In my new job, I have many responsibilities, but the most important one is at once both simple and complex: I am mean to be a cultural ambassador from America. What this entails, I do not yet fully comprehend, and I doubt that I will ever be able to fully understand what this position means. On a mechanical level, in the classroom I am to function as something analogous to a recording device, and I am to help the students understand how and why certain English words or grammatical structures work the way they do; however, to limit the position to that would be a waste of time for each party involved. The JET in JET Programme stands for “Japanese Exchange & Teaching,” and what I have realized in my first two weeks here is the significance and intent of that first part: Exchange.
Exchange of cultures has played a major role in every nation in history, as through this new and different ideas can spread and help people grow and change, and this has been the focus of much of my study throughout high school and college. I love the way that different practices, customs, and ideas can being, end, spread, and develop as they migrate through multiple cultures, and, most of all, I love how the process is ever-changing. And now, through this program, I can take part in this eternal human practice in a way that I never have before. Sure, I had passed ideas back and forth with my friends from both the US and Japan during college, and even when I went abroad I had the privilege of meeting new people from England, France, and Guatemala who gave me opportunities to gain new perspectives and insights; but now, as I live in Japan, I am gaining and will gain more insights than I ever have before. I am immersed completely in the culture, and such depth of immersion will be an ever-preset part of my life in the coming years. As such, my role as a cultural ambassador will too be ever-present in my life.
This protracted task of cultural exchange was something which was covered earlier this week when I attended the Orientation for my new home Prefecture of Gunma. There, myself and the rest of of the ALT’s (Assistant Language Teachers) from across Gunma were given an overview of how to live our new lives in Gunma as well as conduct ourselves at our new jobs. Lesson topics ranged from disaster preparedness to shopping tips to lesson planning tips and even karate, but the one that I found stuck with me the most was during the point when the presenters talked about the responsibilities that come with being a teacher in Japan. They talked about how you should always be setting a good example for this students, both inside and outside of the classroom, and they put it in a succinct way that I still recall even now: “You are always representing yourself, your school, the JET program, and your country.”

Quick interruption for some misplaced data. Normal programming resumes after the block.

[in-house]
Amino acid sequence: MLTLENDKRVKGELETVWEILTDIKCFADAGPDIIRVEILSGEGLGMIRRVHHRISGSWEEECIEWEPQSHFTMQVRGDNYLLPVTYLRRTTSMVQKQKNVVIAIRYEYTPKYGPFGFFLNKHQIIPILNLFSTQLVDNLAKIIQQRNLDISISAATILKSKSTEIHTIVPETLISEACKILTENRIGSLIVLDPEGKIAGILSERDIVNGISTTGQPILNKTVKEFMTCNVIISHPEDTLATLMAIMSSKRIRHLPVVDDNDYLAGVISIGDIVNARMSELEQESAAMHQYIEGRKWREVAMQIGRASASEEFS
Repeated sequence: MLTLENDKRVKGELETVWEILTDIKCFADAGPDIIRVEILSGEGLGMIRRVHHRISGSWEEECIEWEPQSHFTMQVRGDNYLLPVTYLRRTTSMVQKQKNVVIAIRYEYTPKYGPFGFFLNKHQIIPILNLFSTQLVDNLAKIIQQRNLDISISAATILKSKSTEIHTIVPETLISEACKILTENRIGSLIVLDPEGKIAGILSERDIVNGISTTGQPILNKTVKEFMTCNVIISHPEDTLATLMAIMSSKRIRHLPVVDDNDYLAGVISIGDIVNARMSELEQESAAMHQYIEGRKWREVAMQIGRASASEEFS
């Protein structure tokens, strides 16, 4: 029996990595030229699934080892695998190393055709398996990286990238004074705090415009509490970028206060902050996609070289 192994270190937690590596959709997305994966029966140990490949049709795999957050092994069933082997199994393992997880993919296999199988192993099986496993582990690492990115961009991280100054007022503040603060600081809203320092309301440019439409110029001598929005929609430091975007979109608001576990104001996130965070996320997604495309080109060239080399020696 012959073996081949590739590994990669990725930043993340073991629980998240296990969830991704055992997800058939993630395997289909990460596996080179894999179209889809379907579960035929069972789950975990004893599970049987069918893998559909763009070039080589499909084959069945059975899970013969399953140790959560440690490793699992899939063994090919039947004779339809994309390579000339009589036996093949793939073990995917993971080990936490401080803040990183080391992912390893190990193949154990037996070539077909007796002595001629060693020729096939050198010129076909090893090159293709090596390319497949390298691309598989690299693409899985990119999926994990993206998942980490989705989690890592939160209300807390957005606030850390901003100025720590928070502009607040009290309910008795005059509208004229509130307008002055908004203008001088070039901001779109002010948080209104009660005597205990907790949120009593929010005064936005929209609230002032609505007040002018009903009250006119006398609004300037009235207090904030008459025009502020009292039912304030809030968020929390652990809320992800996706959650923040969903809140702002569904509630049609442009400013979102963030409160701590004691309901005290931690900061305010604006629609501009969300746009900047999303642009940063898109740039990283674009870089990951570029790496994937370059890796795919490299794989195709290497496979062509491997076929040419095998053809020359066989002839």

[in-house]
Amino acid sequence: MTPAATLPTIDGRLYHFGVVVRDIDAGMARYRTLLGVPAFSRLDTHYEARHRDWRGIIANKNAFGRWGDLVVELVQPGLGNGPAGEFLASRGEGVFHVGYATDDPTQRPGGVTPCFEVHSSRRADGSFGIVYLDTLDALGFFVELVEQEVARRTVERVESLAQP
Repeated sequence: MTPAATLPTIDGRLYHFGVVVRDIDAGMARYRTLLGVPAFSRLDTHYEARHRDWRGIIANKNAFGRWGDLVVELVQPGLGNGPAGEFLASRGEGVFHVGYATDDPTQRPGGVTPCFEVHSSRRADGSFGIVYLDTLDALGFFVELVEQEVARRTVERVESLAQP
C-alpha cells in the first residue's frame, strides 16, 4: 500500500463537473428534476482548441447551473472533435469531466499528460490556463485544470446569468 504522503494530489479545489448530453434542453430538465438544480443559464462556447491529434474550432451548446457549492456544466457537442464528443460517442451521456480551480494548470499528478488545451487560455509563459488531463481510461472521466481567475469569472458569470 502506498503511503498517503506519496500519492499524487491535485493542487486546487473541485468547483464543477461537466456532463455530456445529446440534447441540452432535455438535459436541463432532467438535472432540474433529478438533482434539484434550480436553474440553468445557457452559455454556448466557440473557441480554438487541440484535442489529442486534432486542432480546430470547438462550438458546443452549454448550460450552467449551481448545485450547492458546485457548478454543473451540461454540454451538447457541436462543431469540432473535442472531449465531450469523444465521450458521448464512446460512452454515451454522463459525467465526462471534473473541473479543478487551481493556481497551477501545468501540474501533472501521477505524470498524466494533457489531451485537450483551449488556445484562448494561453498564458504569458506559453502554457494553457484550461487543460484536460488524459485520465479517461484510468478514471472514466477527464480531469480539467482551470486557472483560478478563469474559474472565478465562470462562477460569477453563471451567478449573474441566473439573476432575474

This resonates deeply with me as a person who is always concerned with best representing both myself and the organizations that I am a part of, and it even evoked strong memories of my time in college as an undergraduate member of the Pi Kappa Phi fraternity. An important lesson that is emphasized in my fraternity is the idea that you are “always wearing you Letters.” As with every Greek letter organization, there is a specific and secret meaning to each of the Greek letter that make up the organization’s name, and when you are initiated you learn the meaning of these letters and commit yourself to membership within it. From that moment forward, you are always representing the Fraternity in whatever you do, your actions, both helpful and harmful, will affect the perceptions of not only yourself but also your brothers. At orientation, when I was told a similar concept in reference to my job in the JET Program, it allowed me to realize the true cultural significance of my new position as an ALT. Just as a Fraternity may be helped or harmed by the actions of a single brother, the lessons that I teach can be helped or impeded by my own behavior outside of the classroom. Just as I am always wearing my Letters, I am always a teacher.
That, I feel, is the true essence of the permanence of cultural exchange. It is a perpetual act, unconsciously carried out by people whenever and wherever they interact, and am I another person who is simply carrying on this uniquely human tradition. Yet, because this is an innate practice, in the same way that I innate represent my Fraternity, my family, my school, my nation, and the JET Programme, I will be carrying forth all of those ties as I make my own cultural exchanges. I am here to represent more than just myself, but that it not a problem. The more ideas I represent, the more ideas I can give to my students.
And I can’t wait to see which ideas they will in turn give to me.
Song of the Week
“Afire Love” by Ed Sheeran
This last week, I have only had Ed Sheeran going through my head, and the song that I keep coming back to, out of all the songs that I know by him, has been this song. Off of his 2014 album, x, I love way that he tells the story of a grandfather with Alzheimers and the memories that exist of him from before the disease took hold. Additionally, I find the way the piano appears throughout the melody to be both haunting and heartfelt, and the bridge provides a nice rally cry to the rest of the family as they deal with the grandfather’s disease as one. It provides a nive way for me to think about how I have dealt with and will deal with whatever happens to my family and close friends.